Solar energy provides power without producing greenhouse gases for your home or business, and is a completely renewable source of energy. The cost of making power from sunlight has been steadily decreasing, leading to many uses that affect you in your daily life. Solar batteries provide electric power outdoors, on your desktop and in the depths of space. Electricity from solar plants supplies commercial-grade power, reducing dependence on coal and natural gas.
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Solar energy from photovoltaic cells is used for commercial power generation, road signs, calculators, satellites and in many other applications. Rooftop collectors use solar power to directly heat water without converting it to electricity first.
Commercial Power Generation
A growing number of large solar installations generate power that augments electricity from conventional nuclear and fossil fuel power plants. For example, the Ivanpah solar power plant produces an estimated 377 megawatts of energy -- enough to supply the theoretical energy needs of 144,000 homes. In the United States alone, solar-based power plants accounted for 880 gigawatt-hours of electricity as of June 2013, an increase of 57 percent over the same period in 2012.
Small-scale solar power for lighting and other uses avoids the need for gas-powered generators or wiring to an electrical outlet. A small solar panel provides enough power to light up a the stop signs or message boards used in construction work. Other types of solar-powered signs include speed limit signs and radar-driven speed warnings. The solar panel charges a battery so the sign continues to light up during nighttime hours.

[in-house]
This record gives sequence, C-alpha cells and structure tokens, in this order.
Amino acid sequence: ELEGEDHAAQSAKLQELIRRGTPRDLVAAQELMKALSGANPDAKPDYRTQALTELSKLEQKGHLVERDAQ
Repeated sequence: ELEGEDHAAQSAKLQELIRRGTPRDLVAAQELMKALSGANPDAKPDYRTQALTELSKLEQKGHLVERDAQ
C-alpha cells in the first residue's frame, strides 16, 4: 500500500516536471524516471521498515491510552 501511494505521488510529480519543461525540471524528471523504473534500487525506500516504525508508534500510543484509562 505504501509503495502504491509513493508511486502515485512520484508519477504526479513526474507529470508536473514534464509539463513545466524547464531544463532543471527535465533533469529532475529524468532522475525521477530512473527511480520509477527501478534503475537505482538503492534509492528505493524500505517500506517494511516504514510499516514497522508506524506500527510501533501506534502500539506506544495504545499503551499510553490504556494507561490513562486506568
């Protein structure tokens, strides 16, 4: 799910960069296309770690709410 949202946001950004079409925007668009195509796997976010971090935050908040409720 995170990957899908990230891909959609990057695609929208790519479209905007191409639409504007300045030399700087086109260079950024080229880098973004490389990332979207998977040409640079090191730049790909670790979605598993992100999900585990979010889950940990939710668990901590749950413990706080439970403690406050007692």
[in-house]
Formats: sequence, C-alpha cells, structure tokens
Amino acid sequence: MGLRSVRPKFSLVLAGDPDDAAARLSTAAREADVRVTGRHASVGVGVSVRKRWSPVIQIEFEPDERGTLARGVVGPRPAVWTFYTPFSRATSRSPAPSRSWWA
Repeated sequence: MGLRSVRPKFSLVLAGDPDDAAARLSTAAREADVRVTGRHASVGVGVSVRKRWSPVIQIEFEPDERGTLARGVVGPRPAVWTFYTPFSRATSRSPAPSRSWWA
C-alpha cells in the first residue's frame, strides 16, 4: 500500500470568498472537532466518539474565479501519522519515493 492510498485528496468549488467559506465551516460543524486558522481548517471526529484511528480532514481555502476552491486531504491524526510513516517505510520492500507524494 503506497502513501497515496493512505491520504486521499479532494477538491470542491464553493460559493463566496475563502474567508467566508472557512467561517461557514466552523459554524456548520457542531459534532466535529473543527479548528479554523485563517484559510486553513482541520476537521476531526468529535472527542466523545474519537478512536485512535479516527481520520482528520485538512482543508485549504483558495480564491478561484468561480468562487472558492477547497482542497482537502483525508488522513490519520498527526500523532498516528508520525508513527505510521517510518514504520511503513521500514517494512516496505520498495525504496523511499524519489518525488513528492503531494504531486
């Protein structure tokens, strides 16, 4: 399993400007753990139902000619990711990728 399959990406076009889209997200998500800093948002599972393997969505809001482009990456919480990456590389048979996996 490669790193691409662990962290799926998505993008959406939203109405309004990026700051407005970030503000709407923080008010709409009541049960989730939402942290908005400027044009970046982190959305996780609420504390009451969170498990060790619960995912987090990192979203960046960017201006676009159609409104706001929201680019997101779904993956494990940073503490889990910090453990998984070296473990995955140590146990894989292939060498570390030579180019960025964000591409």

Solar rooftop collectors use heat gathered from sunlight for hot water and building heat. These solar installations do not convert light into electricity; they use the sun’s heat to increase the temperature of water or another fluid flowing through pipes in the collector. The building then uses the hot water for swimming pools, showers, laundry and other applications. In many cases, the heating system has a traditional gas or electric utility connection that heats the water in case of prolonged cold temperatures or cloudy weather.
Satellites in Orbit
In space, without clouds or air to reduce sunlight, 1,300 watts of energy per square meter arrives from the sun. Satellites use solar cells to convert sunlight into electrical energy, powering sophisticated on-board radio and computer equipment and affecting your daily life through satellite radio, television and weather forecasting. Because they are expensive to launch, operate hundreds of miles above the Earth and are very difficult to maintain, satellites need a reliable source of power. Photovoltaic cells provide it for up to 20 years.
Some desktop and pocket calculators have miniature solar panels built into them, providing energy to run the electronics inside. The solar panel runs on both sunlight and artificial lighting, such as incandescent and fluorescent bulbs. Solar-powered calculators typically have a “button” battery in addition to the solar panel, allowing their use in dimly-lit settings.